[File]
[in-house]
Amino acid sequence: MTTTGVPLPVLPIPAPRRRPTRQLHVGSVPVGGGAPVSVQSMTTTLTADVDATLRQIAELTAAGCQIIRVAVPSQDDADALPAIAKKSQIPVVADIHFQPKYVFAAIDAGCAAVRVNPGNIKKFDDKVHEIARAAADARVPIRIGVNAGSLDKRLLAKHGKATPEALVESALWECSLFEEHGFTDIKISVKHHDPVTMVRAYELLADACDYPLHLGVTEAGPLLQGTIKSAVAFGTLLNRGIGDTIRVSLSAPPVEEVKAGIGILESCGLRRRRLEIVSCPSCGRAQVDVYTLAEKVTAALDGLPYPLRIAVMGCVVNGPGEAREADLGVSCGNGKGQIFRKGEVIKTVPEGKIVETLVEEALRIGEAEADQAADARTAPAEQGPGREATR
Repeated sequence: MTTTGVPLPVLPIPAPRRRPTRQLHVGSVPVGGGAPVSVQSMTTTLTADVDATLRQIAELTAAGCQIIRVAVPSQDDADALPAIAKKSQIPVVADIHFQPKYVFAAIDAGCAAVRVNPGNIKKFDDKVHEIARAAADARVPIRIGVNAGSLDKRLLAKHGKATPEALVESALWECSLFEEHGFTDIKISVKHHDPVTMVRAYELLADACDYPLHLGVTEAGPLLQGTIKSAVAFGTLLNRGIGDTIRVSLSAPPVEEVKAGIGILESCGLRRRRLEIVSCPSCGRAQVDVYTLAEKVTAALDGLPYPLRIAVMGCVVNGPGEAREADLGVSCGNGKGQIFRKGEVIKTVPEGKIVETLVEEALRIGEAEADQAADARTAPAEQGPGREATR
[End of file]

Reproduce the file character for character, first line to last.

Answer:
[in-house]
Amino acid sequence: MTTTGVPLPVLPIPAPRRRPTRQLHVGSVPVGGGAPVSVQSMTTTLTADVDATLRQIAELTAAGCQIIRVAVPSQDDADALPAIAKKSQIPVVADIHFQPKYVFAAIDAGCAAVRVNPGNIKKFDDKVHEIARAAADARVPIRIGVNAGSLDKRLLAKHGKATPEALVESALWECSLFEEHGFTDIKISVKHHDPVTMVRAYELLADACDYPLHLGVTEAGPLLQGTIKSAVAFGTLLNRGIGDTIRVSLSAPPVEEVKAGIGILESCGLRRRRLEIVSCPSCGRAQVDVYTLAEKVTAALDGLPYPLRIAVMGCVVNGPGEAREADLGVSCGNGKGQIFRKGEVIKTVPEGKIVETLVEEALRIGEAEADQAADARTAPAEQGPGREATR
Repeated sequence: MTTTGVPLPVLPIPAPRRRPTRQLHVGSVPVGGGAPVSVQSMTTTLTADVDATLRQIAELTAAGCQIIRVAVPSQDDADALPAIAKKSQIPVVADIHFQPKYVFAAIDAGCAAVRVNPGNIKKFDDKVHEIARAAADARVPIRIGVNAGSLDKRLLAKHGKATPEALVESALWECSLFEEHGFTDIKISVKHHDPVTMVRAYELLADACDYPLHLGVTEAGPLLQGTIKSAVAFGTLLNRGIGDTIRVSLSAPPVEEVKAGIGILESCGLRRRRLEIVSCPSCGRAQVDVYTLAEKVTAALDGLPYPLRIAVMGCVVNGPGEAREADLGVSCGNGKGQIFRKGEVIKTVPEGKIVETLVEEALRIGEAEADQAADARTAPAEQGPGREATR